Nobukazu Takemura

Finale: For Issey Miyake Men by Naori Takizawa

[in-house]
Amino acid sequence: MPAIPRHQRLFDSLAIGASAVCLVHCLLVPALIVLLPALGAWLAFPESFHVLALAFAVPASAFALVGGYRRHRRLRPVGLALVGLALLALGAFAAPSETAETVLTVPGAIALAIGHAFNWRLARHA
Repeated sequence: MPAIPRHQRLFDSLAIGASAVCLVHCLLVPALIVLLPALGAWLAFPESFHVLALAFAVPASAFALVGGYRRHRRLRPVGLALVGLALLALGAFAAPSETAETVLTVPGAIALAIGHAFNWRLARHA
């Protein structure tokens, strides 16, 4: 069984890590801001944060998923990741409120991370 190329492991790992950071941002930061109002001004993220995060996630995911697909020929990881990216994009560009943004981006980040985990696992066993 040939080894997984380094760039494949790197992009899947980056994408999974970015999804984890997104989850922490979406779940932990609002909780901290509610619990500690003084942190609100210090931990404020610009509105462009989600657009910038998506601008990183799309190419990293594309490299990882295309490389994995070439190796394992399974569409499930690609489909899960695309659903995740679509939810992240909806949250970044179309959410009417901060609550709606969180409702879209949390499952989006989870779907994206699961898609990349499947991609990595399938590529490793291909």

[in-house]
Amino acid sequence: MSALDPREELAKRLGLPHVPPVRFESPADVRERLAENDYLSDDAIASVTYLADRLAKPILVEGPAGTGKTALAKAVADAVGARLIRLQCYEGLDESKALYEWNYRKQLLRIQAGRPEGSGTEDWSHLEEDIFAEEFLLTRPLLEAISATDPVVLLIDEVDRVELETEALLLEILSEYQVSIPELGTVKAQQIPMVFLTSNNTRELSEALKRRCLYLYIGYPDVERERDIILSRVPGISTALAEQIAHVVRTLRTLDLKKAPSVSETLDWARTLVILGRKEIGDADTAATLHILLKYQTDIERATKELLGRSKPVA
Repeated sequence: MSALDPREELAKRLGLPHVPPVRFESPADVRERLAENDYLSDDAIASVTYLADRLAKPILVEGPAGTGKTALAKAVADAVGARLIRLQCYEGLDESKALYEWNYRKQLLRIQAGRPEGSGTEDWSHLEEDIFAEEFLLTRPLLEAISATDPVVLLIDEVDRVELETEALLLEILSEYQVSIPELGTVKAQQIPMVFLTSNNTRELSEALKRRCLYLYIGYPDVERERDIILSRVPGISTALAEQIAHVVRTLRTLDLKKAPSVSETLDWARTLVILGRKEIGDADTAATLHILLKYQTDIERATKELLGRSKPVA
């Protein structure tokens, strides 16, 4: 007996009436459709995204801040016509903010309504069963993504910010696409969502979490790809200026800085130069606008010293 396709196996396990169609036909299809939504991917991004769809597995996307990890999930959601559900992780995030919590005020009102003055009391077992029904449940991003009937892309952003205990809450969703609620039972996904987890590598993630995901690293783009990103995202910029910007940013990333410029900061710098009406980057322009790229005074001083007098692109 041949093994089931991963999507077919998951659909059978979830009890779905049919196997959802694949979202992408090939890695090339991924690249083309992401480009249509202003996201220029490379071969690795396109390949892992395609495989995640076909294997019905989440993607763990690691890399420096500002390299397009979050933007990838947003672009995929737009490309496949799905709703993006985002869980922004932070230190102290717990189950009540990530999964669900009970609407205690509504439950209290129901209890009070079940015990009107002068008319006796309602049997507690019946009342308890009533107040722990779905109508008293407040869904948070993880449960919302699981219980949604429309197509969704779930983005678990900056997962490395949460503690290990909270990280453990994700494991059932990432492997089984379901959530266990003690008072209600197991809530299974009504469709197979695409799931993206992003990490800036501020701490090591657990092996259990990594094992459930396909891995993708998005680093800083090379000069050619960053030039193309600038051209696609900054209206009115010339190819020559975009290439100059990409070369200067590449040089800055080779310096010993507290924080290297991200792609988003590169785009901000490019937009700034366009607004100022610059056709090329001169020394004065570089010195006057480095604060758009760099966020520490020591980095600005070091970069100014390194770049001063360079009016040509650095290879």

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The second and final volume of music recorded for the Naori Takizawa fashion show is far more abstract and haunting than the first, with a different set of elements introduced into and equally seamless mix. On the earlier album, Milano (also known as "the first set"), Nobukazu Takemura relied heavily on harmonic variations on what he decided were "classically-oriented" themes. He employed computer-driven programs that simulated the sounds of winds, strings, reeds, and even percussion, all of them very warm and organic sounding. Where themes and variations developed on one another into intricate lyric patterns and rhythmic pulses, the sounds here -- while resembling in places those found on the earlier disc (particularly the sound of the harp) -- are also abstracted with industrial sounds, digital noises, and structured musical entropy, where all thematic elements that are created are gradually and systematically dismantled in order to arrive at their most base materials: whether that be a note or only a un-pitched sound. What holds this sprawling electronic soundscape together is Takemura's insistence on bringing the listener with him. There are a few note patterns that seem to repeat every once in a blue moon, no matter how disenfranchised the material becomes. Using spare, long tones and shifting edges with the corners rounded in the mixing booth, Takemura is able to make some colorful music that is as reliant on timing, nuance, and texture as it is on the gear he composes and performs it on. Finale is a haunting, stark work, that, while shrouded in stillness, never quite stands still, is almost lush in places, full of mood, subtlety, and an impeccable maverick method. What a way to end a fashion show.

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